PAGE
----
This year has been all about ESG. Media outlets and players in the financial world have been constantly talking about responsible investing and the different ways to take ESG into account in portfolios.
All the talk is good, but what we’re still lacking is a level playing field, where comparing data and different methods is easier than it is now.
This is where you, the investor, come into play. Do you really know how to swim in the ocean of ESG issues? Which questions are the dolphins, whales or sharks? How deep is the water and where are the currents? How do you navigate at open sea?
Ask the right questions
The time for big talk is gone, and now we must truly work on the ESG issues. Often it can be hard to find out if what has been said is what has actually been done. Asking the right – and the tough – questions from portfolio managers is a good way to make sure that ESG isn’t just an embellishment on top investments.
Challenge your portfolio manager about the strategy he or she has and ask questions about its implementation. What kind of ESG factors are considered? Where does the ESG data come from, and how often is it reviewed? How are different issues evaluated and how are they weighted in different industries? Are exclusion criteria ad hoc or thoroughly motivated?
Ask questions from yourself, too: How do my goals and objectives reflect on the investment strategy? What are my possibilities to achieve them and how much effort can I put in them? Is a total exclusion of a specific industry the right way to go, or are there better policies that work? For sure, greenwashing isn’t viable in the long run.
One of the biggest questions in ESG is how to compare the incomparable. Sizing up vastly different industries and different kinds of companies is a tough challenge. There is no one-size-fits-all solution for this, but the more transparency and reporting we investors demand, the better the companies need to respond.
The demand for openness doesn’t only stem from us investors and portfolio managers. The public are getting increasingly aware of responsible investing and want to know more about how their pensions have been invested. The more you know, the better you understand how ESG factors are taken into account – and the better you can communicate it to the public.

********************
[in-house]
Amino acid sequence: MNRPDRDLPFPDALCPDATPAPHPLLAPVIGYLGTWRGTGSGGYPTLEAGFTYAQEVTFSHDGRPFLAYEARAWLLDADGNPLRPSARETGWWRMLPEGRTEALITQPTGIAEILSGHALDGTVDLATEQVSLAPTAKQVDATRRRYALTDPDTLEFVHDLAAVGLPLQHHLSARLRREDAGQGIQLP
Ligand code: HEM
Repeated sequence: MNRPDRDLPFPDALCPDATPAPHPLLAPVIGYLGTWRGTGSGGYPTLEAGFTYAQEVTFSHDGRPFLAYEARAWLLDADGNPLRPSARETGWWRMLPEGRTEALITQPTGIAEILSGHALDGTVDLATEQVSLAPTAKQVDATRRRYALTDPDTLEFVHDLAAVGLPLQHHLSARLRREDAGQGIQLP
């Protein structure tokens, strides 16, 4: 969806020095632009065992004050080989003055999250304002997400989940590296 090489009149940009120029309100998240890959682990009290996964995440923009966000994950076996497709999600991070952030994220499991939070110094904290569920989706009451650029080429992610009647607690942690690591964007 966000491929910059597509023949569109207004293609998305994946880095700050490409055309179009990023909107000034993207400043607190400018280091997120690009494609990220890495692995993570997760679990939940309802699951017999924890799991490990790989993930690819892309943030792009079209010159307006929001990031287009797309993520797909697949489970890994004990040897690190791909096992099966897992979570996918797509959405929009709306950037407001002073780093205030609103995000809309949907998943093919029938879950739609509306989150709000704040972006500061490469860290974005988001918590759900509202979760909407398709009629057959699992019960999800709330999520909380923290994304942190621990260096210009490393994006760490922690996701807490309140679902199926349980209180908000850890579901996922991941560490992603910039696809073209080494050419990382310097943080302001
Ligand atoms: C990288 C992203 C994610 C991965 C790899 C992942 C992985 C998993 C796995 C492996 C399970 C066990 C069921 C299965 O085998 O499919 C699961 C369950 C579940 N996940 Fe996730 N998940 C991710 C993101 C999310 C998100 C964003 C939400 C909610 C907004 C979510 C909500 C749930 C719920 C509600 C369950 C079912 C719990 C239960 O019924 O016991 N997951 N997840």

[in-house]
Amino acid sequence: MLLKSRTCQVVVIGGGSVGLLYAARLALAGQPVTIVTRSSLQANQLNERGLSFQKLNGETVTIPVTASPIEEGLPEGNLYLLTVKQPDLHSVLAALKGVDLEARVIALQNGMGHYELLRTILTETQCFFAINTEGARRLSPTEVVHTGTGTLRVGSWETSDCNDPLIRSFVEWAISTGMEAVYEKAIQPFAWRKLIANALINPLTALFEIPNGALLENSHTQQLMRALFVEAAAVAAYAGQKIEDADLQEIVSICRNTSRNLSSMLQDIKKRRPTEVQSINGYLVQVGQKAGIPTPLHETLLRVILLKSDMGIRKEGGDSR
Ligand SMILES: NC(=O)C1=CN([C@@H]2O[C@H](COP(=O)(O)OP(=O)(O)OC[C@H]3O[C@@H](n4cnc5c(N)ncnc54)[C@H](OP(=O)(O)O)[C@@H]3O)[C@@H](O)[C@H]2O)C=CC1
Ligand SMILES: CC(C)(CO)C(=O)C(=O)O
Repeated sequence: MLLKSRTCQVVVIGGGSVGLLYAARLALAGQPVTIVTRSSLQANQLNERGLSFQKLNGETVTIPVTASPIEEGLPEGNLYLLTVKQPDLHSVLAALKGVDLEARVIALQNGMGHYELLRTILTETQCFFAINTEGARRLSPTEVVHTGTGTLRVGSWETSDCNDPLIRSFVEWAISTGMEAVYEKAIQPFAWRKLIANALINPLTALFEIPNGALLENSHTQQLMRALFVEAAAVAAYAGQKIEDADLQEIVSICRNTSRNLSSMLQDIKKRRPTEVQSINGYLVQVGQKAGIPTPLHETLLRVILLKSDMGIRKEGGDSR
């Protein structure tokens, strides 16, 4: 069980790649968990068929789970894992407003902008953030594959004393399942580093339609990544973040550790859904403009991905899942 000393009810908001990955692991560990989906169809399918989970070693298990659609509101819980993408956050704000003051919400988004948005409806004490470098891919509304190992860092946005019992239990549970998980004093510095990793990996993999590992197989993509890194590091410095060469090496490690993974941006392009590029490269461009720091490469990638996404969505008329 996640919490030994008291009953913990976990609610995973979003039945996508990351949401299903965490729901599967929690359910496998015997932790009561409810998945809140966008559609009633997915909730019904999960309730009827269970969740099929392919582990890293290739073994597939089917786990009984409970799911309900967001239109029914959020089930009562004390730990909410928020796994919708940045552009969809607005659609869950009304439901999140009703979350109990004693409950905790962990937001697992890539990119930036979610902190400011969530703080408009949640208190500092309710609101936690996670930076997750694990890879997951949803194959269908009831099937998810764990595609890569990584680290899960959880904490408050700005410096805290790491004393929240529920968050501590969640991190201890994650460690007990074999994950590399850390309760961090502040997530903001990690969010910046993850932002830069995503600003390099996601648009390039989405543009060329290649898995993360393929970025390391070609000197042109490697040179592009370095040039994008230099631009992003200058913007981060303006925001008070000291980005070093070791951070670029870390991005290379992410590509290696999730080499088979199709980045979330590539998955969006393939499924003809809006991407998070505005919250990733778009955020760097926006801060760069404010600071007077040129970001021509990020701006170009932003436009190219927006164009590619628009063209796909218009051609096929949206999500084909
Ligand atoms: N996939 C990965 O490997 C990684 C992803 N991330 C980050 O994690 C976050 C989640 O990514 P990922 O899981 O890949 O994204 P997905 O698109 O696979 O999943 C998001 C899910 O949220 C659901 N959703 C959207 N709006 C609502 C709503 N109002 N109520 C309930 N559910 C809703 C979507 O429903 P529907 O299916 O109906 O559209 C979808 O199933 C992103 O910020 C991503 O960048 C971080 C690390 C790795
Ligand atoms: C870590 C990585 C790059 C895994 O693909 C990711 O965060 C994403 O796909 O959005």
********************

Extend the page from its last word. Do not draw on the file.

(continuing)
We at Evli want to be open and transparent. When we can measure ESG issues, we can make the right investment choices and follow up them; but for that, we need comprehensive, high-quality data. Our analysis of responsibility factors means active analysis of investments from the perspective of ESG factors and calculating ESG ratings for funds. We publish the ratings regularly to all our clients.
What will ESG look like in the future?
What we investors do now will shape ESG in years to come. Will our demands for openness and reporting be enough? The amount of data is increasing rapidly and the challenge lies in processing and analysing it. The standards for reporting will evolve and be also influenced by legislation. The latter could lead to peculiar information and make comparisons between companies and industries even more challenging.
Responsible investing is a moving target. How we view ESG now may be completely different from the ESG of the future. How will the increasing amounts of data, artificial intelligence or block chain technology change the game? The sea of ESG issues sure becomes deeper and vaster the more information we get.
It’s difficult to say how ESG will evolve. However, we at Evli are certain that ESG will be an integral part of all investing, and perhaps in 10 years, we won’t even talk about ESG investing anymore. Asking the right questions now paves the way to that direction.
Text: Outi Helenius
Outi Helenius, MSc (Econ), Head of Sustainability at Evli. Outi is leading the development of Evli Group’s responsibility program and operations, and is also in charge for Evli Fund Management's responsible investing. Outi has been with Evli since 2015, and is an EFFAS’ Certified ESG Analyst. During 2017, she completed Diploma in Responsible Business and Environmental Management at Aalto University. Prior to Evli, Outi has worked at KONE’s Investor Relations and SEB’s Equity Research.